The MPC’s remit is clear that the inflation target applies at all times, reflecting the primacy of price stability in the UK monetary policy framework. The framework recognises that there will be occasions when inflation will depart from the target as a result of shocks and disturbances. The economy has continued to be subject to a succession of very large shocks, which will inevitably lead to volatility in output. Monetary policy will ensure that, as the adjustment to these shocks occurs, CPI inflation will return to the 2% target sustainably in the medium term.
The labour market remains tight, and domestic cost and price pressures are elevated. There is a risk that a longer period of externally generated price inflation will lead to more enduring domestic price and wage pressures. In view of these considerations, the Committee voted to increase Bank Rate by 0.5 percentage points, to 1.75%, at this meeting.
The MPC will take the actions necessary to return inflation to the 2% target sustainably in the medium term, in line with its remit. Policy is not on a pre-set path. The Committee will, as always, consider and decide the appropriate level of Bank Rate at each meeting. The scale, pace and timing of any further changes in Bank Rate will reflect the Committee’s assessment of the economic outlook and inflationary pressures. The Committee will be particularly alert to indications of more persistent inflationary pressures, and will if necessary act forcefully in response.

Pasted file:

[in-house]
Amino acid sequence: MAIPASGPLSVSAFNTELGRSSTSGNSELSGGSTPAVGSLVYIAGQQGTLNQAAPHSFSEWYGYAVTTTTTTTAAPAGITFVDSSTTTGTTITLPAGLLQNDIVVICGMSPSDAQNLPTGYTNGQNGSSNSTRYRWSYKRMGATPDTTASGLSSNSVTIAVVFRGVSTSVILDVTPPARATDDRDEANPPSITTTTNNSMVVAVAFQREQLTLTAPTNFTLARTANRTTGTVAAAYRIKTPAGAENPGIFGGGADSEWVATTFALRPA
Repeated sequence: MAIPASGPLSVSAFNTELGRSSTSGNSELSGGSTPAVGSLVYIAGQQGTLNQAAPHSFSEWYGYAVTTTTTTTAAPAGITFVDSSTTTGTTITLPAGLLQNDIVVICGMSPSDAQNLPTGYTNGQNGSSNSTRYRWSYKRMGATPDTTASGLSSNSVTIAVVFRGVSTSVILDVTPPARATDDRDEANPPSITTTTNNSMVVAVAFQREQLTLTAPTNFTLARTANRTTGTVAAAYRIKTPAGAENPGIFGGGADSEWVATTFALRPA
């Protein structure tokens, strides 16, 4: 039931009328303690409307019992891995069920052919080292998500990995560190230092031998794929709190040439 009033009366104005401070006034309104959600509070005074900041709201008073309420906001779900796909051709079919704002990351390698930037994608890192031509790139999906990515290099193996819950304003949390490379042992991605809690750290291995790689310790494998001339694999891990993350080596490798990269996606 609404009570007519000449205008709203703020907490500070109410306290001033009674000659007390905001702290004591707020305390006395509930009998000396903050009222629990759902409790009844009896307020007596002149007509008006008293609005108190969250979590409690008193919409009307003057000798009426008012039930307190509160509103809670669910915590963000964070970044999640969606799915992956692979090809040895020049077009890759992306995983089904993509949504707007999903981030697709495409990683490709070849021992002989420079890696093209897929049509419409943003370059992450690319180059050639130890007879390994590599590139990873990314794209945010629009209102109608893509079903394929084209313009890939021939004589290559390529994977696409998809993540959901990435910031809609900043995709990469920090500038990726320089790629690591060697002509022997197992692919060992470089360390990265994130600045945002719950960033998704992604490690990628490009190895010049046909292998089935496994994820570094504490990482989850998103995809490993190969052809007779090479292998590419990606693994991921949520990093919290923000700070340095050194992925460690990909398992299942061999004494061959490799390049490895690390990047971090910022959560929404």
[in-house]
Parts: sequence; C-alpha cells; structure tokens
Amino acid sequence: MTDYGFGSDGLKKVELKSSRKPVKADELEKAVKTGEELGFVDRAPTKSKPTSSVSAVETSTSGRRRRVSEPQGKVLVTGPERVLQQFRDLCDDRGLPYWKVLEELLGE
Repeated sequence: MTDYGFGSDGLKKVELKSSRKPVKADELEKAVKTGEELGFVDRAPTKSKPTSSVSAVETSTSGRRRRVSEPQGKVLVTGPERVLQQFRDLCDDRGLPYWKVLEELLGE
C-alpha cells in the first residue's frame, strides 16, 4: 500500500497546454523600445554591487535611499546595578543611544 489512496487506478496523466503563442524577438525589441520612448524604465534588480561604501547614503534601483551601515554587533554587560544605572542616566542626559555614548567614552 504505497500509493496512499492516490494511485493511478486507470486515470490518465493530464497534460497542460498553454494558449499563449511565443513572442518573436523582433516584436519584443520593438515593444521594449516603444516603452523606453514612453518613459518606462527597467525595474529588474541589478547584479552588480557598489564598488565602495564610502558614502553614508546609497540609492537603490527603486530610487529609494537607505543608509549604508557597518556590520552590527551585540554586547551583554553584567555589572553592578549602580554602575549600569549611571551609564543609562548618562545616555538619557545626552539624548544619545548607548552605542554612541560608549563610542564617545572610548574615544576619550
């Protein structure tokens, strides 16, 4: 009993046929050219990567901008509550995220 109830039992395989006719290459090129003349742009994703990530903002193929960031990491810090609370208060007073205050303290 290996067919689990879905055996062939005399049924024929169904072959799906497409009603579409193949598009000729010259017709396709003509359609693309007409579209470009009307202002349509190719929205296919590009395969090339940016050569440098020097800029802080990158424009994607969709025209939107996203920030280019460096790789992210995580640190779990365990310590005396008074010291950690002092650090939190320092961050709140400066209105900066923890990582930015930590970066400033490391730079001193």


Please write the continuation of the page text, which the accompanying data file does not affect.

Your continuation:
In the minutes of its May 2022 meeting, the Committee asked Bank staff to work on a strategy for selling UK government bonds (gilts) held in the Asset Purchase Facility and committed to providing an update at its August meeting. Based on this analysis, the Committee is provisionally minded to commence gilt sales shortly after its September meeting, subject to economic and market conditions being judged appropriate and to a confirmatory vote at that meeting.
Source: Bank of England
From The TradersCommunity News Desk